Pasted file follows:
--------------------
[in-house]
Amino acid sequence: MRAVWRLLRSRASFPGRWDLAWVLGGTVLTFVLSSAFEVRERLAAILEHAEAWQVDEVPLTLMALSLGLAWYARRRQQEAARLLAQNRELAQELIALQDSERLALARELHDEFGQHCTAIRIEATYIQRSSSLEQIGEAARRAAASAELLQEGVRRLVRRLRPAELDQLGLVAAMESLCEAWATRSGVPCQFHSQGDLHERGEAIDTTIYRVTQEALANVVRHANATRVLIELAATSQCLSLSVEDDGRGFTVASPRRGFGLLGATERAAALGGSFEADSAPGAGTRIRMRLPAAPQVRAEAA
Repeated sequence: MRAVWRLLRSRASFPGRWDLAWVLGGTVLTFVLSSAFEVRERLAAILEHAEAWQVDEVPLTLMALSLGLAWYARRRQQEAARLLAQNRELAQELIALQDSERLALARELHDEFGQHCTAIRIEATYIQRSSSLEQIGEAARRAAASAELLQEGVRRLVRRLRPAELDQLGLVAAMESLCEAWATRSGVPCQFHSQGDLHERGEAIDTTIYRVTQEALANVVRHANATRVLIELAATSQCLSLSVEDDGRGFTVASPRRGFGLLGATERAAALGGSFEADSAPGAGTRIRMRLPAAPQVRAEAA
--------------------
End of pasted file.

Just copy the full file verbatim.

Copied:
[in-house]
Amino acid sequence: MRAVWRLLRSRASFPGRWDLAWVLGGTVLTFVLSSAFEVRERLAAILEHAEAWQVDEVPLTLMALSLGLAWYARRRQQEAARLLAQNRELAQELIALQDSERLALARELHDEFGQHCTAIRIEATYIQRSSSLEQIGEAARRAAASAELLQEGVRRLVRRLRPAELDQLGLVAAMESLCEAWATRSGVPCQFHSQGDLHERGEAIDTTIYRVTQEALANVVRHANATRVLIELAATSQCLSLSVEDDGRGFTVASPRRGFGLLGATERAAALGGSFEADSAPGAGTRIRMRLPAAPQVRAEAA
Repeated sequence: MRAVWRLLRSRASFPGRWDLAWVLGGTVLTFVLSSAFEVRERLAAILEHAEAWQVDEVPLTLMALSLGLAWYARRRQQEAARLLAQNRELAQELIALQDSERLALARELHDEFGQHCTAIRIEATYIQRSSSLEQIGEAARRAAASAELLQEGVRRLVRRLRPAELDQLGLVAAMESLCEAWATRSGVPCQFHSQGDLHERGEAIDTTIYRVTQEALANVVRHANATRVLIELAATSQCLSLSVEDDGRGFTVASPRRGFGLLGATERAAALGGSFEADSAPGAGTRIRMRLPAAPQVRAEAA